To be continued…

Anyway, our long Michigan weekend was about relaxation, food and fun. My next post will be all about the food Alice didn’t make for us; she isn’t the only good cook in Michigan. After that, I’ll tell you about the fun.

Million Word Party — Recap

MilWords_cards_gifts
I wish I had pictures of the singing and ice cream, but I was too busy singing, eating, drinking, mingling, and accepting congratulations to snap pictures.  A couple of days later, I was able to take pictures of the gifts and cards I received, so I’m sharing those.* These mementos were an unexpected perk of giving the party. Featured below are a few closeups of the handmade items.

Tim, knowing of my recent fondness for gnomes (I blame the Writing the Other workshop), made me a congratulatory sculpture, which now lives in my writing area.

TimGnome
Isn’t it fantastic?

In addition to sharing much-needed freezer space, Beth put Al to work. Using his arcane computer knowledge, he was able to offer advice on how to generate the next million words.

AlBeth_Card
I knew the responsible party immediately

Whitey used leather working skills I didn’t even know he had to create this gorgeous journal cover, which he filled with Moleskine soft cover note books. I carry a notebook with me most of the time to note observations and ideas; this will replace what I’ve been using. For all you Doctor Who fans, the cover symbol is in Gallifreyan, the script of the Time Lords. It means create.

WhiteyNtbk
Learn to write Gallifreyan here!

I got other lovely gifts and cards as well. There’s Bird by Bird (by Anne Lamott) and a fabulous multicolored set of disposable fountain pens from Jack and Carol. There’s the wall hanging from Dick and Jill that proclaims “The Book was so much Better”.  There were thoughtful congratulatory cards from Sue and Ed and Kim, too.

Sis gave the gift of a venue. With all the traveling this summer, my house was in no shape to receive guests, so she generously offered hers and it was swell, from the living room that was transformed into singalong space through the kitchen which became the ice cream bar to the backyard patio with fire pit.

Cookie and Cookie Junior brought brownies and beverages and gave me the gift of time to actually attend the party by taking over serving and cleanup work in the kitchen. Joanne brought yummy homemade peanut butter cookies.

We all loved the comic Hindi song Kishin and Rita performed for us and the song-leading and instrumental gifts that Jack, Bill, Al and BK provided.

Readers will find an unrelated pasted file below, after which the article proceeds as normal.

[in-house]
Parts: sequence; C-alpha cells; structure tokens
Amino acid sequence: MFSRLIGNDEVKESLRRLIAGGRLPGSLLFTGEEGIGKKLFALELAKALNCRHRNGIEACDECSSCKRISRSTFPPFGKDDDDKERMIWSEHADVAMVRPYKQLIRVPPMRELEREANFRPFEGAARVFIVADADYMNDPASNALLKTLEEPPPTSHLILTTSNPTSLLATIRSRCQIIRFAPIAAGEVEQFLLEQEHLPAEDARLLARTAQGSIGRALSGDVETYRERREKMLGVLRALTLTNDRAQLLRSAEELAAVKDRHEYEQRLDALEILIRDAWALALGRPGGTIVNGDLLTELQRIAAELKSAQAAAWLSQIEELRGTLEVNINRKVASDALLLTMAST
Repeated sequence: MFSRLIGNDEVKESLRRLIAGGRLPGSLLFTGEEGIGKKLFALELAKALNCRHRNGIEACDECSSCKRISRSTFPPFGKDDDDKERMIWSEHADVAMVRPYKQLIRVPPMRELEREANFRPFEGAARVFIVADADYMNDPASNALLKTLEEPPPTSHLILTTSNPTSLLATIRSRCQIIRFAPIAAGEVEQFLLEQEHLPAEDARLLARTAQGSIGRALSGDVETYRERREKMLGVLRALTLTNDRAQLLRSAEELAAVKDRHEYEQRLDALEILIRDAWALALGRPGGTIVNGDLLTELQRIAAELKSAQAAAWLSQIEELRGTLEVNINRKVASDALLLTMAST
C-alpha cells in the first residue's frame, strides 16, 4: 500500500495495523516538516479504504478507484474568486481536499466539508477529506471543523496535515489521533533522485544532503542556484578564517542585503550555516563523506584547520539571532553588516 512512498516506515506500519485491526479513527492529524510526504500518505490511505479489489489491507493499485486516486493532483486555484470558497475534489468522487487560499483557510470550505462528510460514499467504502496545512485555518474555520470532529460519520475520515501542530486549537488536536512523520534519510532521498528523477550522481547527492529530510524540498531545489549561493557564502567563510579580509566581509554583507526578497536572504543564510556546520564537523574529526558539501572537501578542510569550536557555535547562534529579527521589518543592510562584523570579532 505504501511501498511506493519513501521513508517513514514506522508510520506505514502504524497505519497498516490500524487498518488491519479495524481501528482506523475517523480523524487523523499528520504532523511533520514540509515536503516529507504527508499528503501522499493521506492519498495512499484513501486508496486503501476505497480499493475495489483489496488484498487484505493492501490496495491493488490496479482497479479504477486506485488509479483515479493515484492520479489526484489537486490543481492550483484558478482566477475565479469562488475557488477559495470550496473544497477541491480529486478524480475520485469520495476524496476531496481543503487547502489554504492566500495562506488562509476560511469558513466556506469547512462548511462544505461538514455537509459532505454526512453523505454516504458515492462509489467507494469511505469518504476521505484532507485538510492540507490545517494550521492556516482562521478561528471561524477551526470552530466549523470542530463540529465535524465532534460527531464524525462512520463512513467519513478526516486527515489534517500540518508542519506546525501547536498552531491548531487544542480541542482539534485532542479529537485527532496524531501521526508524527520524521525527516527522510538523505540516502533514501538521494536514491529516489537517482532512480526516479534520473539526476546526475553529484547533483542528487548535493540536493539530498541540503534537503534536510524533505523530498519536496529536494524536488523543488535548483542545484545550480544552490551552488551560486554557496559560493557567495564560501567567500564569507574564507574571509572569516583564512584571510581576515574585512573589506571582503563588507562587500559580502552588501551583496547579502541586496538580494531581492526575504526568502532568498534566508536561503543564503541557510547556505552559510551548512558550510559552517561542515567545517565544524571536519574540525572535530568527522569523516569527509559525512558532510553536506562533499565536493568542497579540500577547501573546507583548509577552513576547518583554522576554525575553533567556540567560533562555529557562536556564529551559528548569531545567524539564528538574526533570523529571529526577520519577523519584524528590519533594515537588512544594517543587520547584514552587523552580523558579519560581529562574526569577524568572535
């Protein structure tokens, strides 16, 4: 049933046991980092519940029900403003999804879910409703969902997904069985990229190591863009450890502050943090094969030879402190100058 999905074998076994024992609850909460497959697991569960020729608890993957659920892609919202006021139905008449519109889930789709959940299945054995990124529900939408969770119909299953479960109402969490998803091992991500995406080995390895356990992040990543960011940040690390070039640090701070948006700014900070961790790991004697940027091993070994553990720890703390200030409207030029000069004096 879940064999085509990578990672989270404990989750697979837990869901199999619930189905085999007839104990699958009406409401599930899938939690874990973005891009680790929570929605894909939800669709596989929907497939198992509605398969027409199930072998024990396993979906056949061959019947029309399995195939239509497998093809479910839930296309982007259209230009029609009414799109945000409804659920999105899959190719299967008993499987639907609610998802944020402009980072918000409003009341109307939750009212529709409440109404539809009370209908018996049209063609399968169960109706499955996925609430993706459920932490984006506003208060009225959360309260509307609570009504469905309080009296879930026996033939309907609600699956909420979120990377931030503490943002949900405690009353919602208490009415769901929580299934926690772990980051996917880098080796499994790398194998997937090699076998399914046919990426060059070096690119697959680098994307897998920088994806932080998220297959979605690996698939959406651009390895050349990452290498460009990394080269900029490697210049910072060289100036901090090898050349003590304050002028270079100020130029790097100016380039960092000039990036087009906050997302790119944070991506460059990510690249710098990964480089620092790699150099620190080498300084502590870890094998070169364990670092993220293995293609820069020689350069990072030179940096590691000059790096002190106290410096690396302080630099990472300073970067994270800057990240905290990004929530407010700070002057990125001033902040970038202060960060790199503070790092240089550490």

I haven’t yet mentioned several people who gifted me with their presence and good spirits: Camille, Cheryl, Katherine, Barry, Sabrina, Len, Carole, Pam, Cathy, and Kim. I have to admit, though that the attendees who astonished me the most were Bro and his lovely Bride, who came all the way from Houston without letting their intentions slip in any way.

If I forgot to mention anyone or to connect the right person with the right card/gift, I’m sorry. Please blame it on the overwhelm factor.

For those interested in the ice cream, here are the flavors we made for the party: caramel pecan, chocolate, coconut, lemon-orange gelato, peppermint, pineapple sorbet, strawberry yogurt, triple chocolate, vanilla, and vanilla yogurt.

We also created frozen (and other) drinks that required plenty of ice cream, including root beer floats, coffee or chocolate stout floats, piña coladas and grasshoppers.

A lovely time was had by all, or at least by me! Thanks again to all involved.

*Disclaimer: In no way did we expect the party to be a gift-giving occasion. BK and I were just delighted that people were willing to show up and celebrate.

Chicago History Museum – Even Better Than You Think

Image
Robert Chevalier de La Salle

Bro and I had such a swell time being tourists last November that he dragged Bride to town for a similar excursion this spring. The idea was that the weather shouldn’t be too bad, and in fact might be glorious. Bro and Bride have lived in Houston for over twenty years, and have forgotten their Midwestern roots. Or maybe whatever regulates their body temperatures has forgotten how to deal with the cold. It doesn’t help that all their clothing consists of golf shorts, tropical shirts, and bikinis. My theory is that everyone in Houston dresses that way all the time, because the temperature in Houston never drops much below 80º.

Be that as it may, Bro and Bride got into the area Sunday night. The weather was not glorious. They drove through freezing torrential rains to get to us. The forecast continued cold, with a chance of rain all week. We hadn’t planned anything ahead of time, and it turned out that on Monday, both Bride and Sis had to work. It fell to me to suggest fun indoor activities to occupy Bro on Monday. We both wanted to go see Edward Gorey at the Loyola University Museum of Art, which I thoroughly enjoyed with Cookie about a month ago, but which Bro hadn’t seen. That would have been an excellent plan for a chilly, rainy day, except for one thing. LUMA isn’t open on Mondays. Auggh! Wailing and gnashing of teeth commenced. On to plan B.  I offered Bro a list to peruse, which contained such items as:

  • Target shooting at Glisson Archery
  • The Art Institute
  • The Museum of Science and Industry